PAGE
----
I admire sport. I was one of the 150 million viewers that tuned in to the Olympics this past August, cheering wildly as my country defended its medal count, and as some of its most beloved athletes crushed old records.
I will also be watching the Paralympics, an event occurring alongside the Olympics. While networks like NBC have promised to show streaming coverage and commentation akin to what was done for the Olympics, I have my doubts that the Paralympics will draw the same 150 million to the television, and further, that we’ll hear the names of successful Paralympians in the newspapers as we did those of Phelps and Douglas. I’m sure that records will be broken, and yet I fear that the public won’t know.
But, as sad as I am about this potential, I know that we’ve come a long way.
Athletes with disabilities have competed in the Games since 1904 (George Eyser), and we recently saw Oscar Pistorius set the London Games on fire. Individuals with disabilities first competed in their own venue in 1948, in what was called the International Wheelchair Games, meant to coincide with the 1948 Olympics. These early competitions set the stage for the Paralympic Games, which occurred in Rome, in 1960. They’ve been continuous since then, with their own committee (the International Paralympic Committee, which works alongside the International Olympic Committee), though their popularity has never matched the Olympic Games.
The Paralympics boast many favorite sports (think rowing, athletics, volleyball, etc), and divides each of these sports into different categories to ensure fair and equal competition. I like to think of this as separating the men from the women’s competitions at the Olympics. For example, in the first 10 sport classes of an event, athletes with physical impairments will compete, with the lower class numbers indicating a more severe activity limitation. In classes 11 through 13, athletes with visual impairments will compete, and in class 14, athletes with intellectual impairments will compete. You might even compare these further classifications to how the Olympics separate weight lifters by characteristics like weight.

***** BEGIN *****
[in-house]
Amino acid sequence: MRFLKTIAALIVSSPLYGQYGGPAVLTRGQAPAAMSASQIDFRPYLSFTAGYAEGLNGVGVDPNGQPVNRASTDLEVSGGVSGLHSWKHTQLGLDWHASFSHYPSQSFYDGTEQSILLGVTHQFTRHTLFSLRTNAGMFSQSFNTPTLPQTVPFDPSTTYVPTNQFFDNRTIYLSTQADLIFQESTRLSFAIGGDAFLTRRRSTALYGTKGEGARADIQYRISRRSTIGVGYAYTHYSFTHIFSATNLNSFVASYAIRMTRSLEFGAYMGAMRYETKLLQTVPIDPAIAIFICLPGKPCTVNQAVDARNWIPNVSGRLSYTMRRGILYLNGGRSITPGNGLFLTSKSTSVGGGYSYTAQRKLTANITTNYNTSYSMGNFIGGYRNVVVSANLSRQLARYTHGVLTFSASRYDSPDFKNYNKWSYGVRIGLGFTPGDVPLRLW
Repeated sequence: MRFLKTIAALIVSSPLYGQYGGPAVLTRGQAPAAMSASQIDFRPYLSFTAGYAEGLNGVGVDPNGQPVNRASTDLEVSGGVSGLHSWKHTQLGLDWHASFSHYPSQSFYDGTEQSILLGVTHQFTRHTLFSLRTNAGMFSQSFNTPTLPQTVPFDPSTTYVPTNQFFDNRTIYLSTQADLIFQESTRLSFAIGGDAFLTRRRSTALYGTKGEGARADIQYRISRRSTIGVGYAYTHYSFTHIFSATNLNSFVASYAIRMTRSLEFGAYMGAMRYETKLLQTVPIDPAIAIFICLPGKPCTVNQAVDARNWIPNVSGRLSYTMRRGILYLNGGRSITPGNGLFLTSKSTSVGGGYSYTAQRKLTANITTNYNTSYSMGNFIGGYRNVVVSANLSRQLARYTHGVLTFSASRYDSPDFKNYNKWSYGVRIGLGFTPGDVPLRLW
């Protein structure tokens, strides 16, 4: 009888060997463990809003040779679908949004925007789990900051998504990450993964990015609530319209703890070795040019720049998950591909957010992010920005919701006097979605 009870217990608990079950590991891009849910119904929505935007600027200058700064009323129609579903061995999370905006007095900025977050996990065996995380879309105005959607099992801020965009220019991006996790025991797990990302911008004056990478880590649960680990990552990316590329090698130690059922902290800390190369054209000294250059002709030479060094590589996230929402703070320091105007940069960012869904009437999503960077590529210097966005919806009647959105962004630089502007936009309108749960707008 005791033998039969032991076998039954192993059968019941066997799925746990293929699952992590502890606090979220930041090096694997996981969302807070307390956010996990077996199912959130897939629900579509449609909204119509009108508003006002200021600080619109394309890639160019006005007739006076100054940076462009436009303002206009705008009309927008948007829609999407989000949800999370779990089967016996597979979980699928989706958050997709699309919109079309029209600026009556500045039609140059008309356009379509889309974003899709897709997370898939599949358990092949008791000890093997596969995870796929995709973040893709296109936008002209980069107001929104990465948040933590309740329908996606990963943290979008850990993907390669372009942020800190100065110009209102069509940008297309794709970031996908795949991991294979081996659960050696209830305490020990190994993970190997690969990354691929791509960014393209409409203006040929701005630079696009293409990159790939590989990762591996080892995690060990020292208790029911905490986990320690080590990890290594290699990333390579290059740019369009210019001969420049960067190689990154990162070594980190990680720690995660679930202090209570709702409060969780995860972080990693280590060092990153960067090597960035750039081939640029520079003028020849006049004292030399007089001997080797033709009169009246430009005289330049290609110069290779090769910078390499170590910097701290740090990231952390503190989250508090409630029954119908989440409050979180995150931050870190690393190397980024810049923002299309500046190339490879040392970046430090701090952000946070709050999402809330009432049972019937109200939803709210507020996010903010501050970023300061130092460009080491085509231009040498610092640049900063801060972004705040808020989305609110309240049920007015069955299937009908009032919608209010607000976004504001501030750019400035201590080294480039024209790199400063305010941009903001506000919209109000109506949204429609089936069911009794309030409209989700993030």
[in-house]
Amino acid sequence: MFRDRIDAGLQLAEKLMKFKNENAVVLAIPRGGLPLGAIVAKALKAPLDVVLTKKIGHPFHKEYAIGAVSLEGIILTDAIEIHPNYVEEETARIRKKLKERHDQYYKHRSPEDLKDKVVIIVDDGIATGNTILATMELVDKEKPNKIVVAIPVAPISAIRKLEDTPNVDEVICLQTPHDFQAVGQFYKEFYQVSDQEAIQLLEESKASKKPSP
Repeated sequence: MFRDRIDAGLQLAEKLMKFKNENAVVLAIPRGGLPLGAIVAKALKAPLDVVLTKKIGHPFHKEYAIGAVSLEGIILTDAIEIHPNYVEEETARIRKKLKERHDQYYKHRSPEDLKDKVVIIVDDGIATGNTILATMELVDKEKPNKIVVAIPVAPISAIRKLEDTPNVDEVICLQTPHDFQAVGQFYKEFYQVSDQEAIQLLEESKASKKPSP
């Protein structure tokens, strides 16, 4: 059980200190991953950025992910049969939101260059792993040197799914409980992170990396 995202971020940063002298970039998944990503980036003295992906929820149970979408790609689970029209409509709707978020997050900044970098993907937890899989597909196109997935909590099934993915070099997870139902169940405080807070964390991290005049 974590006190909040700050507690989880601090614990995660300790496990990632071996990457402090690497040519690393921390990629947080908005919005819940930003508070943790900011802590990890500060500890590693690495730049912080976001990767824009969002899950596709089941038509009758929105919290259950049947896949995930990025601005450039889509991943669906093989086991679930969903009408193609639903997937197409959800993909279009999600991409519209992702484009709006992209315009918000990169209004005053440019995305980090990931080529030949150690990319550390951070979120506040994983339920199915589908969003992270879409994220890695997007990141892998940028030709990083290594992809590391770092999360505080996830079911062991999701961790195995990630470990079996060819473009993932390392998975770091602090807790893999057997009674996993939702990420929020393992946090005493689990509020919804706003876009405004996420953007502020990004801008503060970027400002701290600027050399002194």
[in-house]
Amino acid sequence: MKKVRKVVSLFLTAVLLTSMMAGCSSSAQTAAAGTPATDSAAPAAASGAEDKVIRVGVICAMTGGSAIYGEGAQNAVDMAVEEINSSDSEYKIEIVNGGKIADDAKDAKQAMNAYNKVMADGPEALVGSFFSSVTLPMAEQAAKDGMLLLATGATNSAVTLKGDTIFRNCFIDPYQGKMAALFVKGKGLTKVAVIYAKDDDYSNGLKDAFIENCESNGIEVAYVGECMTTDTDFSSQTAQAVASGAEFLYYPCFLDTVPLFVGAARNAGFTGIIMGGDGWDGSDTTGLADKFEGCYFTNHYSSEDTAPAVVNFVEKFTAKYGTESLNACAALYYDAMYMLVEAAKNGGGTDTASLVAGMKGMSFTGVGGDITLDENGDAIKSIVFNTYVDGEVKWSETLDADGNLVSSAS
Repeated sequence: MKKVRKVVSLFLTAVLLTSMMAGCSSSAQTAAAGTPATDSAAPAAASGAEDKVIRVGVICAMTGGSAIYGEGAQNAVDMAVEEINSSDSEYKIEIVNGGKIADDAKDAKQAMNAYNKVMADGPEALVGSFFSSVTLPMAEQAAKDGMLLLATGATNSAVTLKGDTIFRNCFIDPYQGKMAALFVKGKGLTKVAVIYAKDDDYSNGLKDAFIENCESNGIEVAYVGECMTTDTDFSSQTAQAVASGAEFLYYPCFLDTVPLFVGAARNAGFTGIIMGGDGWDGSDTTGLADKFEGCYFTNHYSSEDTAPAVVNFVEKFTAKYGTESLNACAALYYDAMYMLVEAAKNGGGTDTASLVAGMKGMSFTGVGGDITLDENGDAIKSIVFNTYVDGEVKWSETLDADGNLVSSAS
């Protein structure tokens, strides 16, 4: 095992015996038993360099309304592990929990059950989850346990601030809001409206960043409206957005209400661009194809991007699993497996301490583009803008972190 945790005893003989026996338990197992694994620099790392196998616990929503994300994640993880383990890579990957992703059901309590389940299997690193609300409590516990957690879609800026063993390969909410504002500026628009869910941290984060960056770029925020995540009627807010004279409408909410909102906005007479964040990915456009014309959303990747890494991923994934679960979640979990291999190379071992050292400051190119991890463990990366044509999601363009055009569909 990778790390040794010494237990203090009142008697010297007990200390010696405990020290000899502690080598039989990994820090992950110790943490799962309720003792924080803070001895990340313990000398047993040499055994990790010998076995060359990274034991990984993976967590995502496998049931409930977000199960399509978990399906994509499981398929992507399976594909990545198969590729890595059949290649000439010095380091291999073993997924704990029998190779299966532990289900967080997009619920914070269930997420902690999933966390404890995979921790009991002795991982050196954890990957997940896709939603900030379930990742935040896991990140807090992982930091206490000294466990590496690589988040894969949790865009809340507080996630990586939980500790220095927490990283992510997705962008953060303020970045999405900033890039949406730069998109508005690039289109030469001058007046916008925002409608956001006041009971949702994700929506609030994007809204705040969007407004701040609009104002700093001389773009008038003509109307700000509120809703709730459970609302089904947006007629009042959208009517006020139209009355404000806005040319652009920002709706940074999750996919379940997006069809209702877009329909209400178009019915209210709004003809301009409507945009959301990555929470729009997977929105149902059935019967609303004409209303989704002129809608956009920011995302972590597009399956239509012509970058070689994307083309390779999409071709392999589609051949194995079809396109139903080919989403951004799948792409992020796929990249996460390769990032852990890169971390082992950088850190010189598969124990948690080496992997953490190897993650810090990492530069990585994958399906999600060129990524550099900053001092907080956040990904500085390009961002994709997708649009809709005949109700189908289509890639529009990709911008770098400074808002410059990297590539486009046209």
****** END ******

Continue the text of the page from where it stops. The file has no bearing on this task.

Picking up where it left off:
“Disability”, as a word, has so many meanings, depending on whether you’re looking at the term from a medical model (a physiological condition), a social model (societal forces on impairment) or even a demographic category (like race or gender). My biggest fear is that the Paralympic Games will be looked upon by some as a ‘consolation’ Olympics. I have no idea if it will be, and I hope that my fear is unfounded. If I’ve learned one thing from working for the past seven years at a recreational camp with individuals with disabilities, it’s that disability doesn’t define a person. I hope that my fellow viewers feel the same.
I am extremely excited for the Paralympic Games, especially the rowing portion (me, being a die-hard coxswain and previous-teammate of a Paralympic team coxswain).
Here’s to having another two-week celebration of two very important things: sport and remarkable people.
*Brie Stark is a scholar-elect who has been a care-provider and recreational program leader at a camp for disabilities since 2005, an advocate for disability awareness, and a co-captain and coxswain of her undergraduate college’s rowing team. She will pursue a PhD in Clinical Neuroscience at Caius College, and intends to cox for the Caius men’s rowing team this autumn. Picture credit: adysyady and Creative Commons.